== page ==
(at one stage they asked him whether they could borrow a jack from him).

 

 

I’ve been advised that the photos and the witness statement should be convincing enough for a magistrate.

.. but recently I’ve been afraid that the Estate Agent is going to deny that their workers ever touched the car

and I’ve actually got no written proof that they did.

 

 

They’ve tried to blame it on the skip company

but there’s no evidence to support this

and surely if the skip company were working under the direction of the agency

and the agency workers were present when the skip was put into position

then the agency are still liable as it was their ‘project’?

 

thanks for reading if you’ve got this far

– any informed thoughts or constructive comments would be warmly welcomed!

 

JulianS

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I would suspect there was CCTV footage

but 2 yrs down the line

I bet that will be well deleted.

unless they've kept it...?


please don't hit Quote...just type we know what we said earlier..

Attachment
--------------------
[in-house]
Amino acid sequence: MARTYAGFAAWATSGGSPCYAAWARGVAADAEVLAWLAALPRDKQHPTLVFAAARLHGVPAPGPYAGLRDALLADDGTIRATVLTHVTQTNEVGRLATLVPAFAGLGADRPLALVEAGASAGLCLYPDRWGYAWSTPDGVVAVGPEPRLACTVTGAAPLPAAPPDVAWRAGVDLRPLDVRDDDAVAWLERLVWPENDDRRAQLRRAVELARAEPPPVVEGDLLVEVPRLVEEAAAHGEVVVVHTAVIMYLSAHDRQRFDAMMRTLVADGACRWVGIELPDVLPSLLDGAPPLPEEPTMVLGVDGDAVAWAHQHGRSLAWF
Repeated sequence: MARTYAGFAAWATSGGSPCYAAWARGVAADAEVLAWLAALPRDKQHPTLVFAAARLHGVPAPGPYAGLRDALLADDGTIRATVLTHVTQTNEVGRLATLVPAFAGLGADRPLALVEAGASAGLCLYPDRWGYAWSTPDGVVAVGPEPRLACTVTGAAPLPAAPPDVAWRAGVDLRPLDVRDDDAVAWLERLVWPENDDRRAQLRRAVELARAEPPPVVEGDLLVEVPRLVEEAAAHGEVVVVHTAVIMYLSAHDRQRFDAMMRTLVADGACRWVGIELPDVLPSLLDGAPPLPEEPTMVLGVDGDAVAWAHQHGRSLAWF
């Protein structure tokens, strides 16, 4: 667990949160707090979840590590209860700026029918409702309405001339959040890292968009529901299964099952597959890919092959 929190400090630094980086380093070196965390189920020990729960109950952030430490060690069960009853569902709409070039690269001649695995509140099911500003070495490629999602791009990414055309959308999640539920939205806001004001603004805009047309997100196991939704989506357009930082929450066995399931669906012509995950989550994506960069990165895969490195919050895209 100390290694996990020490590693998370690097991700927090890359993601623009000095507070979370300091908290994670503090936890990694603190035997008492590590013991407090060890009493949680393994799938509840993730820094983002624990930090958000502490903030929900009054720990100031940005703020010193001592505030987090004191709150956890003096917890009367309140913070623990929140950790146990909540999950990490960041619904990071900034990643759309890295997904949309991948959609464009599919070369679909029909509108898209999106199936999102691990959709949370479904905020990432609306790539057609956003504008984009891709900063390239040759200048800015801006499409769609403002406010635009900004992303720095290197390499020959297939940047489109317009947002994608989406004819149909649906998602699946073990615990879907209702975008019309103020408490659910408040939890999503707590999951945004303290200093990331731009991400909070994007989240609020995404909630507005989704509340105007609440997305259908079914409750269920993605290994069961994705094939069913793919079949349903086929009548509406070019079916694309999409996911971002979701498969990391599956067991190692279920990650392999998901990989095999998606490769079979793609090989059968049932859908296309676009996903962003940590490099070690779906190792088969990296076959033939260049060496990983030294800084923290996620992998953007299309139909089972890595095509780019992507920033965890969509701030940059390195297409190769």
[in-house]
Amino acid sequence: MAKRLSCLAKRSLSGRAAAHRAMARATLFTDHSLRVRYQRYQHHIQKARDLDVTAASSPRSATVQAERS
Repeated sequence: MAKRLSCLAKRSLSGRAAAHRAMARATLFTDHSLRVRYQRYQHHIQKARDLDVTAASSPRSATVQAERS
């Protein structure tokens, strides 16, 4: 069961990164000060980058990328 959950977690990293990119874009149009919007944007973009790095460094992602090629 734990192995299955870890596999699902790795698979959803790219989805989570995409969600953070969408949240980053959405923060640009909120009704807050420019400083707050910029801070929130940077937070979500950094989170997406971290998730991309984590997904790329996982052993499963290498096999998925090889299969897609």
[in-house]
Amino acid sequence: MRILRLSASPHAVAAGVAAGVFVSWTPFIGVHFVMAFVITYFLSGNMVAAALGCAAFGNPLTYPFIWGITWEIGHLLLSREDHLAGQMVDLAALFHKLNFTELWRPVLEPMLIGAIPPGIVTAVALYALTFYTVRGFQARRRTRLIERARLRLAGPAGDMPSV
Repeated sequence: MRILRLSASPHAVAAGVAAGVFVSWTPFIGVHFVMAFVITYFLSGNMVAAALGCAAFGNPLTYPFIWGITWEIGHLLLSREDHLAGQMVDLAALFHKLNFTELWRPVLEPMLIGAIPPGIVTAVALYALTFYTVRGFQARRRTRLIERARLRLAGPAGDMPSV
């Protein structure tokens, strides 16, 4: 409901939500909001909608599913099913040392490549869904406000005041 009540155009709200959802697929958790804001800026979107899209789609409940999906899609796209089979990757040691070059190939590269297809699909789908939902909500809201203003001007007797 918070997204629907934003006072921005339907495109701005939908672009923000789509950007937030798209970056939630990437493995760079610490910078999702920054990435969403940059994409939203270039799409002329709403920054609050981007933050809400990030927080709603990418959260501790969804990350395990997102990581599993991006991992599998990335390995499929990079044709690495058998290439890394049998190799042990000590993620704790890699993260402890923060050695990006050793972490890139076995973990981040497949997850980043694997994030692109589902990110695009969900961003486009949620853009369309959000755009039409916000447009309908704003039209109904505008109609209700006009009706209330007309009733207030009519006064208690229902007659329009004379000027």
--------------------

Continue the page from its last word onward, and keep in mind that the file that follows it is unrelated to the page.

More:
if everyone stopped blindly paying DCA's tomorrow

the biggest financial industry in the UK, DCA;s would collapse overnight.

 

 

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You were £300 down, they offered £150

 

You have spent MANY MANY MANY hrs trying to reclaim that extra £150. Seriously. you should have taken it and moved on with your life.

 

You have nothing to gain and everything to lose!

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I would suspect there was CCTV footage

 

Sadly no :frown:

 

I live at the end of a quiet residential suburban street - the house opposite does have a camera but it's pointing in the opposite direction to where all this occurred...

 

 

You have spent MANY MANY MANY hrs trying to reclaim that extra £150. You should have taken it...

 

The thought of cutting my losses has occurred to me!

 

Actually the majority of the work I put into the claim was done prior to taking it to TPOS - since then I've spent a few hours researching the Small Claims Process and writing the letter before action.

 

Also it's not been just about the money - I've been incandescent with rage about the incident and the behaviour & attitude of the other party ever since so it's also been a matter of principle :x

 

I'll think it over & see whether the offer is still available...

 

 

You have nothing to gain and everything to lose!

 

So I guess you don't fancy my chances much?

 

Thanks again for taking the time to reply (and for dividing my initial post to make it easier to digest - I realise it was long & dense)...

 

ATB

 

JulianS

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When you bring a claim to a County Court court, you don't have to prove your case beyond reasonable doubt, you merely have to show that what you say happened, probably did happen.